(no, not that one)
“That says, ‘oh, Love Me Dead!'”
or, A Feminist Critique of Ludo’s “Love Me Dead”
Today’s music brought to you courtesy of DH *ahem* who picked it up from a House commercial. Which is funny, since I watch TV & he doesn’t and the song totally escaped my notice. I’ve had it stuck in my head essentially since I first saw the video for it, which I shall present forthwith:
Not only is this a good song, the video is interesting for being a long take, that is, a shot which stays on the screen (with no cuts) for longer than 15 seconds (yes, that is actually the longest shot you will see watching most television or film productions). There may be a cut at 2:15, I’m not sure.
The lyrics are also interesting (I’m a lyrics girl—a song may be great musically, but I generally pay more attention to the lyrics). The part I find most interesting is the unveiled reference to le petit mort:
Her body is my coffin
I know she drains me slowly
She wears me down to bones in bed
It’s been a while since I’ve seen any references (veiled or otherwise) to orgasm-as-death. In fact, the whole song can be taken as a discussion of this concept (“kill me romantically” and, obviously, “love me dead”). Now, maybe I’m just running in the wrong circles, but this doesn’t seem to be a concept that is widely acknowledged or discussed. I first came across it in exploring feminist writings where one theory for the desire of (primitive) men to subjugate women was partially in response to the fact that sex was seen to induce a little death; that women, in effect, “stole” the life force of men through coitus. Obviously, this does not take into account any relations but heterosexual ones. I wonder what this theory might do when encountered with evidence of Greek pederasty, since while the boys involved were unquestionably still subordinate to the men, there was much more equality implied as between a man and a boy than between a man and his wife.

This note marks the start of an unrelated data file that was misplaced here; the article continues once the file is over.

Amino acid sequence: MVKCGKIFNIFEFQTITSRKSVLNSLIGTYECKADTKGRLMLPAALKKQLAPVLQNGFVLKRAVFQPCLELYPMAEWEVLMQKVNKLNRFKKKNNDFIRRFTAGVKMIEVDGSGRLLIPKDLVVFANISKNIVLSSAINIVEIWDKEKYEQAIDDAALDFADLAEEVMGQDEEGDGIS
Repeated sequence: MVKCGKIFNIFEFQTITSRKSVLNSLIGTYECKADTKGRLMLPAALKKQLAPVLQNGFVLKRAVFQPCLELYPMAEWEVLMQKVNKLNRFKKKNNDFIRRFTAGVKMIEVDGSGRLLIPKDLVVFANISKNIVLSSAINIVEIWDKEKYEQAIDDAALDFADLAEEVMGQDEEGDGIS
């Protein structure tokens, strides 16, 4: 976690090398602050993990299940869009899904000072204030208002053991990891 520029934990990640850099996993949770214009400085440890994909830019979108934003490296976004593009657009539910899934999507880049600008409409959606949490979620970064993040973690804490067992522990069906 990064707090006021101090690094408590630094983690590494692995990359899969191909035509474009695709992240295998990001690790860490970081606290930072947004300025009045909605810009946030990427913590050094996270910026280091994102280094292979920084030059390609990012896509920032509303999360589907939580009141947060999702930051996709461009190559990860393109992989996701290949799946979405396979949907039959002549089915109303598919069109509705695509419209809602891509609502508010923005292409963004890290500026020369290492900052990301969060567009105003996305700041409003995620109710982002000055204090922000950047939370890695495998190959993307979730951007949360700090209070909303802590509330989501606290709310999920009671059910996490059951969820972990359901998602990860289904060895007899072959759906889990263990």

Association of the nebulous “she” in the song with the devil (or at least as something evil) is also pretty blatant. “You’ve got the mark of the beast/You’re born of a jackal!” Demonization of the feminine is obvious in most works considered by feminists to be antifeminist (see: the Bible). When the demonization of “she” is not expressly comparing her to a demon, it’s merely describing her as horrible: “You’re a parasitic, psycho, filthy creature”, “Fill my soul with vomit”, and my favorite, “You’re a faith-healer on T.V./You’re an office park without any trees: corporate and cold”.
And then there’s the infidelity and references to the desires “she” has, both for sex and other earthly pleasures (for certainly the singer is far more civilized): “You’re a gluttonous queen/[…]/You suck so passionately” (I like the double entendre there) and “You call me up drunk”. The internal conflict of attempting to demonize these desires in the woman while at the same time not admitting to feeling them himself is apparent throughout the song: “Bitter and dumb, you’re my sugarplum/You’re awful, I love you” and “She knows just how to hold me/[…]/She wears me down to bones in bed”. Of course “bones” is also a double entendre, and the line reference fact that her sexual desires exceed his ability to comply. Finally, there is the worst thing a woman could ever do to him, cheat on him (admitting that he is incapable of satisfying her): “How’s your new boy?/Does he know about me?” This of course begs the question of which boy is being cheated on (or is it *shock* *horror!* both?).
My interpretation of it as a whole work (including the video and its comic depictions of vampires, zombies, firemen, and faceless men with televisions for bodies) is that it is itself a feminist critique. Most pop songs are far from being this sophisticated in their commentary about society (with several notable exceptions) and I’m quite impressed that Ludo manages to cram all of this into a song that’s catchy and enjoyable to listen to.
I’m sure much can also be made of the various masks in the video, but I have no desire to do so right now.